Or I try to remain aware of an object as a reference point, "fixating on mindfulness" perhaps. When the volition behind this focus invariably wanes, the restlessness comes. Then volition comes back, goes away, comes back... the result is a tug of war that results again in restlessness and dissatisfaction. Meditation books often say as you practice coming back to the object, you can stay with it longer.


I think this is great and you've got some insight here. But instead of thinking it's two different choices, allow the mind to settle and keep gently directing your attention back to your breathing. If distractions, daydreams, restlessness and dissatisfaction arise... just note it and gently return your attention to the breath. It happens on the path, and it's essential direct experience you're having. Don't be discouraged if you keep getting distracted. If you notice the monkey mind chattering and wandering from thought to thought, just note it and gently return your attention to the breath.

Practice calm abiding mind (shamatha) and gently return your single-pointed concentration to the breath whenever your attention is distracted. Understand how distractions, daydreams, restlessness and dissatisfaction are impermanent sensations like the nearby sound of a chirping bird or a barking dog. Feelings will continue to arise and cease but your confidence in finding the 'right concentration' in your practice will improve with familiarity and studying the teachings.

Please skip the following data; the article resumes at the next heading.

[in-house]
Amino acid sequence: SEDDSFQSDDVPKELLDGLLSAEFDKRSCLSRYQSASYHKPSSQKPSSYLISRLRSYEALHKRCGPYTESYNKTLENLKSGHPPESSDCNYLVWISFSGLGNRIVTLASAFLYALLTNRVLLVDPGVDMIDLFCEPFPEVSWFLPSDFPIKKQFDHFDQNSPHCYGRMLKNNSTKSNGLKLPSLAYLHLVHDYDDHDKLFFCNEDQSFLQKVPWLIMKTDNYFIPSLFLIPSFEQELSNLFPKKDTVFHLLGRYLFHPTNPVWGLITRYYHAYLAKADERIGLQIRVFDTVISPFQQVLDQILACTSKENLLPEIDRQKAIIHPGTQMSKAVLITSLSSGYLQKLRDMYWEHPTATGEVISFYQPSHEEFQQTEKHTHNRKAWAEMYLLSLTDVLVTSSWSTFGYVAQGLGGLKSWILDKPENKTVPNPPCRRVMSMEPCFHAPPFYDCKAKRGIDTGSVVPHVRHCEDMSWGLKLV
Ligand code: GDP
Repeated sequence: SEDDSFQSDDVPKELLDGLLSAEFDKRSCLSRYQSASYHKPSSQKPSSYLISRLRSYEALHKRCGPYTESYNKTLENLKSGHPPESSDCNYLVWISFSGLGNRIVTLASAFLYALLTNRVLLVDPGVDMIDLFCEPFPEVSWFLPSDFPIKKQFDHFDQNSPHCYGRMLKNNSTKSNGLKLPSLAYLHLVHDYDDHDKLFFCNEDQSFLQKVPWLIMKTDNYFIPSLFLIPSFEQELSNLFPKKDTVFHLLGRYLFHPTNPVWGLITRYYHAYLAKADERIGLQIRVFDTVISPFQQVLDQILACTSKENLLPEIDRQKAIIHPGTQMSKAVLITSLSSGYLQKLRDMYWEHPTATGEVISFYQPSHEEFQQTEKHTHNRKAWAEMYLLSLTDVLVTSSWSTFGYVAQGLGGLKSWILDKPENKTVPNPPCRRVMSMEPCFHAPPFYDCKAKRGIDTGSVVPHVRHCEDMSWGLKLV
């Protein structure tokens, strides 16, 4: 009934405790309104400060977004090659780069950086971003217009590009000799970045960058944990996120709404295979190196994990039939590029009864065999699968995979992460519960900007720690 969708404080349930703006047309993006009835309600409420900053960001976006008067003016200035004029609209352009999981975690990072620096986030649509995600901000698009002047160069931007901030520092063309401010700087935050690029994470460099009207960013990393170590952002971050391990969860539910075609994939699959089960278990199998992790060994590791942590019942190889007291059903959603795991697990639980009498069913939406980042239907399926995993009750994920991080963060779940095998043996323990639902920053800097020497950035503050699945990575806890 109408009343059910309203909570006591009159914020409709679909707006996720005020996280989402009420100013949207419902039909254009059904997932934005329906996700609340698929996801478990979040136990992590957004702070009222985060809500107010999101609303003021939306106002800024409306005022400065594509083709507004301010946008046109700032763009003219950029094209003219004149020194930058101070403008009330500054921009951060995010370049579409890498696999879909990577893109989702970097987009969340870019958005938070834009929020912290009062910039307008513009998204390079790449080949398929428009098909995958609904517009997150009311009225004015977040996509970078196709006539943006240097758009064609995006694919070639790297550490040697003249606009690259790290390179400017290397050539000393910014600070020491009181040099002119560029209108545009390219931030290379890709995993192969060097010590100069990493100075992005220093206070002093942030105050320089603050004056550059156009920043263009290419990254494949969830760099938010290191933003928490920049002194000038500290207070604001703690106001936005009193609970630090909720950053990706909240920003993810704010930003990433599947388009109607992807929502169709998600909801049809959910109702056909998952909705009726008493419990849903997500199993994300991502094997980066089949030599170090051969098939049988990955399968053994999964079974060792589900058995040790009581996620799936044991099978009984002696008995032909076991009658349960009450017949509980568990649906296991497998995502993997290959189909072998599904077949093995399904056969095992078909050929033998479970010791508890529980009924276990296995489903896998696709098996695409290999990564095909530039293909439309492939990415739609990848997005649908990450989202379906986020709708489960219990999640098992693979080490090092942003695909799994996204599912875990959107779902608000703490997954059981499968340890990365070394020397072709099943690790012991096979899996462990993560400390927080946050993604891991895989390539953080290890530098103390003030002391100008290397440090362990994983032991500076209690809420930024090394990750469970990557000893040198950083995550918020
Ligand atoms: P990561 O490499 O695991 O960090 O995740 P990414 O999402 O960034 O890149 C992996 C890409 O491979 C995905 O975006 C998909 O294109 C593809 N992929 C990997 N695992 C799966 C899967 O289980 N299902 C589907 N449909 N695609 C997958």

With practice eventually a gap opens up between the series of thoughts. Relax in this space between thoughts, let it deepen and this pause becomes longer. It can help at the start to keeping count of each out-breath until you reach ten. Then start over and count again. Do this until your mind is calm and your can stop the counting and calmly watch the breath.
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Re: Non-meditation and distractions

Postby padma norbu » Mon Dec 23, 2013 6:29 pm

Just wanted to relate one page from Naturally LIberating Whatever You Meet by Khenpo Gangshar.

(I was initially only going to post the first 2 paragraphs, but kept going to the end of the section. I enjoy concise teachings like this immensely.)

...



Keep your body straight, refrain from talking, open your mouth slightly and let the breath flow naturally.

Don't pursue the past and don't invite the future. Simply rest naturally in the naked ordinary mind of the immediate present, without trying to correct it or 'replace' it. If you rest like that, your mind-essence is clear and precise, awake and naked, without any concerns about thought or recollection, joy or pain. That is awareness (rigpa).

At that time, there is no thought of, "Sights and sounds are out there!" Everything appears without obstruction. There is also no thought of, "The perceiver, the six types of consciousness, is within!" Clear and nonconceptual naked awareness is unceasing.

While in that state, your body is left to itself without fabrication, free and easy. That is the body of all the victorious ones. That is the essence of the development stage.

Your speech is free from fabrication, without efforts to track down the root of sound, but simply expressing directly and openly whatever comes to mind. It is all-pervasive from the very moment of being heard, a nonarising empty resounding. That is the speech of all the victorious ones. It is the essence of all recitation.

When you rest your mind in unfabricated naturalness, no matter what thought may arise, good or evil, happy or sad, the mind-essence which is free from concerns about joy or sorrow is clear and empty, naked and awake.